Once supplies run out, you and I won't be able to buy the wonderful Pontiac G8 anymore.
But according to Jalopnik, we'll be able to enjoy the thrill of being pulled over by them, as GM plans to import them as police vehicles.
And the Volkswagen Beetle award for subtle refinement goes to....
Okay, that's a bit of a stretch. But let me toss you in the Wayback Machine here. At the top of this article is the 2010 Lexus RX 350. Now here's what that vehicle (then called the RX 300) looked like 11 model years ago, in 1999:
Of all the vehicles on the road today, I'm betting only the Ford Crown Victoria and Mercury Grand Marquis are still that instantly identifiable as the same car over that 11 year span.
It's a case of not messing with success, yet (as VW did with the Beetle) making constant changes and refinements.
We're talking about a ton more power (275 horses today compared to 210 then), slightly better fuel mileage (18 city/25 highway now versus 17 city/22 highway in '99) and a much nicer environment from which to drive.
Best of all, the refinements come at only a slightly higher price. In 1999, base price was $32,950. In 2010, $36,800. Less than $4,000 in 11 years.
Our tester added 19 inch alloy wheels, a heads-up display, bi-xenon headlamps with automatic high beams, heated and ventilated front seats, a Mark Levinson audio system with DVD changer and 15 speakers, a nav system with XM NavTraffic and NavWeather (I find being able to see real-time radar more beneficial than real-time traffic...especially in monsoon season in the Desert Southwest)...the Premium Package with leather, moonroof, auto-dimming miror, power rear door, and the ominously named Pre-Collision System with Dyanmic Radar Cruise Control.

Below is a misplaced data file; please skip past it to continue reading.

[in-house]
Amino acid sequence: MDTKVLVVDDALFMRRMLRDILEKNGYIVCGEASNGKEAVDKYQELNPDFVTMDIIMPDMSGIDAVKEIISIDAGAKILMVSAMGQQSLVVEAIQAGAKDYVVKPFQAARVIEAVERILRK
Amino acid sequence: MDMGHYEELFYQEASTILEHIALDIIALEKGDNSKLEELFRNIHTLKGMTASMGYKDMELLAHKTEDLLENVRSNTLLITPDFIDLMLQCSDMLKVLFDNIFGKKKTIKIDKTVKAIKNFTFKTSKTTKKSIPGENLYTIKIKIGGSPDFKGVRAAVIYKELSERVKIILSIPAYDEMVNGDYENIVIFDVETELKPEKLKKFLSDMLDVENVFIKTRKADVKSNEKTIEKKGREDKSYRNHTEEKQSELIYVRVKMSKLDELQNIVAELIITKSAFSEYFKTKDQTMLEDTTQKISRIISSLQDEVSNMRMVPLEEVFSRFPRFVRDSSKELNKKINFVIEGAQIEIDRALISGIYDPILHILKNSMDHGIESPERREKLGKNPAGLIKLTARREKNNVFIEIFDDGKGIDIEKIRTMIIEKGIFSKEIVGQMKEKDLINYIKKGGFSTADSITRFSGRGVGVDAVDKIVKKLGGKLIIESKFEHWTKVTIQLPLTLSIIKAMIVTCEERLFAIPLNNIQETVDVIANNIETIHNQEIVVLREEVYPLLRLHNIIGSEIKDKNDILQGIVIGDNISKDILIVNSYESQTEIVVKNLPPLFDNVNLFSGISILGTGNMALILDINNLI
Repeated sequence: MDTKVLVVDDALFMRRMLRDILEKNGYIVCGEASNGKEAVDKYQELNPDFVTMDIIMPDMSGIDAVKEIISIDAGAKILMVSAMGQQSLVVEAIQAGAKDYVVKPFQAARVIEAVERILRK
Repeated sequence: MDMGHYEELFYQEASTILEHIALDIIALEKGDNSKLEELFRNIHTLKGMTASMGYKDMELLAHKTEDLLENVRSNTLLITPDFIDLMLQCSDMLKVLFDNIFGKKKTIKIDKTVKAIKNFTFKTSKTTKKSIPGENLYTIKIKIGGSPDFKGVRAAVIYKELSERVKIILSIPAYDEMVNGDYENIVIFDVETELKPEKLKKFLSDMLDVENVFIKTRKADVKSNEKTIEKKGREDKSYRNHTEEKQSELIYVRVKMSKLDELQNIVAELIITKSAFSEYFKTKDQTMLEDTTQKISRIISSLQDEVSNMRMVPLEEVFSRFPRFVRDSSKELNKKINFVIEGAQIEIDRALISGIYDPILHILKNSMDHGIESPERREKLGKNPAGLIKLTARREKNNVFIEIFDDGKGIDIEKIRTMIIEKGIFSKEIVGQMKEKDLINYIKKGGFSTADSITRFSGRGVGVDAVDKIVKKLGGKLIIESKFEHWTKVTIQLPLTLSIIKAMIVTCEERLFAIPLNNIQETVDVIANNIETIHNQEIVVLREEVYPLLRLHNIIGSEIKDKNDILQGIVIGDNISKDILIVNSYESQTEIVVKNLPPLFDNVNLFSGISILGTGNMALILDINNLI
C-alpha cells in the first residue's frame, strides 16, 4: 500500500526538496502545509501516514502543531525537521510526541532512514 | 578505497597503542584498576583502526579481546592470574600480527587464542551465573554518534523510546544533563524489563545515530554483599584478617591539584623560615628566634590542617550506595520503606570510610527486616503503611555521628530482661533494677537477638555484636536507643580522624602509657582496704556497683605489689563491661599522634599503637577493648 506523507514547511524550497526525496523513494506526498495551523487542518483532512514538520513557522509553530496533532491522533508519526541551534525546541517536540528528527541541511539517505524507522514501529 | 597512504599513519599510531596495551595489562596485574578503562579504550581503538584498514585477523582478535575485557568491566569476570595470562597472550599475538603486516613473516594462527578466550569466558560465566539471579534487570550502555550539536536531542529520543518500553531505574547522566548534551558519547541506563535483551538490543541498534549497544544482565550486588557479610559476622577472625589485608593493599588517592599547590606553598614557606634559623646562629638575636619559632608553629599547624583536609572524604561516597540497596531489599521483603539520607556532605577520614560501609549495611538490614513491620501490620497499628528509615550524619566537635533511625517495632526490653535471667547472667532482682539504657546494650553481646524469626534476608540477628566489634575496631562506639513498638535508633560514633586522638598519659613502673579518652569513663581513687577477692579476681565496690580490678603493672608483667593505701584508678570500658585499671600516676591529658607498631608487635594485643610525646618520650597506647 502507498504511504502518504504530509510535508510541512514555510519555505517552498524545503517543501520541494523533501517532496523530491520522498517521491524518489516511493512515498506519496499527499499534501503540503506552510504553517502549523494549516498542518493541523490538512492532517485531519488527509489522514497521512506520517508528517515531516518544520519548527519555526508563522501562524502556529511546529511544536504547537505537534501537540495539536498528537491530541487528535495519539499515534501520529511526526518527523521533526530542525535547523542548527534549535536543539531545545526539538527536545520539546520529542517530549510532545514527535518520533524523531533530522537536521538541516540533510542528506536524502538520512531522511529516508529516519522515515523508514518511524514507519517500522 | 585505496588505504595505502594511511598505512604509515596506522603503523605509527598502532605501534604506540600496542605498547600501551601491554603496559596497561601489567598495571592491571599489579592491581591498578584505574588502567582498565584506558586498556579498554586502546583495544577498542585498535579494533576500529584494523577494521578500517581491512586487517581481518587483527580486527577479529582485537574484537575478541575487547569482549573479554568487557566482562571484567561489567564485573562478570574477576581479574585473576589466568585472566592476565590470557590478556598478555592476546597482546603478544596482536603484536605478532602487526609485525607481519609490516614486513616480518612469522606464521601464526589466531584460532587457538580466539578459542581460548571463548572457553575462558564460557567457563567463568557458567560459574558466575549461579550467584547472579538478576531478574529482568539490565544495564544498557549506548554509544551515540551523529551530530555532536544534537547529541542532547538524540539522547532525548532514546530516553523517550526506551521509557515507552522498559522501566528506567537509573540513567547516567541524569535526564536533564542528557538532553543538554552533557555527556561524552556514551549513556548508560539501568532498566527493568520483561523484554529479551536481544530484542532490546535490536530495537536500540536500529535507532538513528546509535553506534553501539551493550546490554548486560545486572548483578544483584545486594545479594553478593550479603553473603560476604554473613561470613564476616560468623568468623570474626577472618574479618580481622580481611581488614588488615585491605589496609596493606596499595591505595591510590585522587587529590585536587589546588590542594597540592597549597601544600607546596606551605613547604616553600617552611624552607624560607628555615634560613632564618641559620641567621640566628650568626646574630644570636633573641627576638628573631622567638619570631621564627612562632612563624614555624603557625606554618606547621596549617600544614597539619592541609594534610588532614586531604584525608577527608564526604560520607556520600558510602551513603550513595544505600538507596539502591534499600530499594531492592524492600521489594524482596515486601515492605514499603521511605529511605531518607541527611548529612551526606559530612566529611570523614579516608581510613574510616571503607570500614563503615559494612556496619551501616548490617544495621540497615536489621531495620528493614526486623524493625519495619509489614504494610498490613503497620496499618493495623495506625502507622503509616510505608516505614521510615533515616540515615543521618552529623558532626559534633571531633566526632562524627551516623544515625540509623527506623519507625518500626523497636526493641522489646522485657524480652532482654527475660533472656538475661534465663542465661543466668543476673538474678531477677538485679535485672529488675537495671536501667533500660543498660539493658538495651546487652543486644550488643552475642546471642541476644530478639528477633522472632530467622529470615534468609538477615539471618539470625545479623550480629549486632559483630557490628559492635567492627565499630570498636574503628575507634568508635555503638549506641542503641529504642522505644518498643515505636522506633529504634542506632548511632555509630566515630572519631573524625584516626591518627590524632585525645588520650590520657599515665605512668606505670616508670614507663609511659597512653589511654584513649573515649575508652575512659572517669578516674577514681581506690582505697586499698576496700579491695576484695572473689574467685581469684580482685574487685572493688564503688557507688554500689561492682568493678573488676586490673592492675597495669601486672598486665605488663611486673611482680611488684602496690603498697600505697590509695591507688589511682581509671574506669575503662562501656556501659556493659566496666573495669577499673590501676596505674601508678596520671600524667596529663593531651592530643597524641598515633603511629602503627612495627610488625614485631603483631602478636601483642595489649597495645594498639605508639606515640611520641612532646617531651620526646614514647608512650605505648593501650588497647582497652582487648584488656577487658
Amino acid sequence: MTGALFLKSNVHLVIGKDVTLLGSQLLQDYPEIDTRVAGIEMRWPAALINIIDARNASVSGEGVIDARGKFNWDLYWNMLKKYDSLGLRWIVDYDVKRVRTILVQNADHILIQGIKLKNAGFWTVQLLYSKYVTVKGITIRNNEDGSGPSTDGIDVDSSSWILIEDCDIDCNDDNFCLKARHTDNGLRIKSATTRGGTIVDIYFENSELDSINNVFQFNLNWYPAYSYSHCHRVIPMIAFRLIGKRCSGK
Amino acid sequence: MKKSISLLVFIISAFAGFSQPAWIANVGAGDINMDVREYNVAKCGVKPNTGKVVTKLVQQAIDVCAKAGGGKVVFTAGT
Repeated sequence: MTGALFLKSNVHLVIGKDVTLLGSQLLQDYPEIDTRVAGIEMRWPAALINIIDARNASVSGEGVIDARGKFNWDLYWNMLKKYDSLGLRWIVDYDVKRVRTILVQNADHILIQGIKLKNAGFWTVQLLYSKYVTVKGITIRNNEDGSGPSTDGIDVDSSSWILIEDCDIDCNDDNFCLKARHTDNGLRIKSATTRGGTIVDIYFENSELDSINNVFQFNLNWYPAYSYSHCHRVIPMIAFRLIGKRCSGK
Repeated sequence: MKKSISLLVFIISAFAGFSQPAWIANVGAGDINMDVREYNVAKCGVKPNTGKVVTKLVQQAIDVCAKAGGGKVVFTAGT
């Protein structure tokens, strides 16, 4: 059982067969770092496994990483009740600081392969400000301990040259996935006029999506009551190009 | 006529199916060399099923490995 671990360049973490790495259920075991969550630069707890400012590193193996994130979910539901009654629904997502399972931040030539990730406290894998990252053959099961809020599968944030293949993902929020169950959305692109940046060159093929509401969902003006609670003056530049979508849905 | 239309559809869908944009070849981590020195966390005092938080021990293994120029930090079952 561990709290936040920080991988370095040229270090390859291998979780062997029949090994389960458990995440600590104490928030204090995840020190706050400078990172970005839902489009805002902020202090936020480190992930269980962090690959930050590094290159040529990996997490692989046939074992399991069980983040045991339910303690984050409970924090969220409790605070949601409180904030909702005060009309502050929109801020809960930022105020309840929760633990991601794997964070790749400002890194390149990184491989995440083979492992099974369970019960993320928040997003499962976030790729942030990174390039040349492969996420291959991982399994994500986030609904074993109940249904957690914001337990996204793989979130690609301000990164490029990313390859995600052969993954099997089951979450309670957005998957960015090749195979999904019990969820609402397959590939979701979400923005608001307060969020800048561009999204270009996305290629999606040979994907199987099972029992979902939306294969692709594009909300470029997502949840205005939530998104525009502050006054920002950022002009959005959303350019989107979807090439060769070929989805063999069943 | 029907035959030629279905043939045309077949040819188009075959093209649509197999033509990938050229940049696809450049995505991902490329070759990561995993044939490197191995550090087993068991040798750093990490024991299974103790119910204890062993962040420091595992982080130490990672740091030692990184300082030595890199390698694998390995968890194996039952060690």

Yeah, it all adds up. Bottom line: $49,300 including $875 delivery. Still, that's a lot of luxury and a lot of features coming in this side of $50K.
As I noted in last year's review of the last-gen RX, I wondered a decade ago whether anyone would buy a vehicle so funny-looking (I called it the "Lunar Rover"). Not only have they, but in sufficient numbers that the styling endures.
Car and Driver's David E. Davis, Jr., guesting on Autoline After Hours, tells the story of his departure from Automobile, the magazine he founded in 1986 with Rupert Murdoch.
It involves allegations of treachery, which inspires DED, Jr. to dream of a piano falling from an airplane and onto former protege' (now Automobile Editor-In-Chief )Jean Jennings. Scroll in to 14:55 and let it roll for a minute until the host and other guests start squirming.
Also: Davis' story of his 1968 firing from C/D (about 10:30), and what inspired his 1985 resignation from his second tour at the magazine (11:43).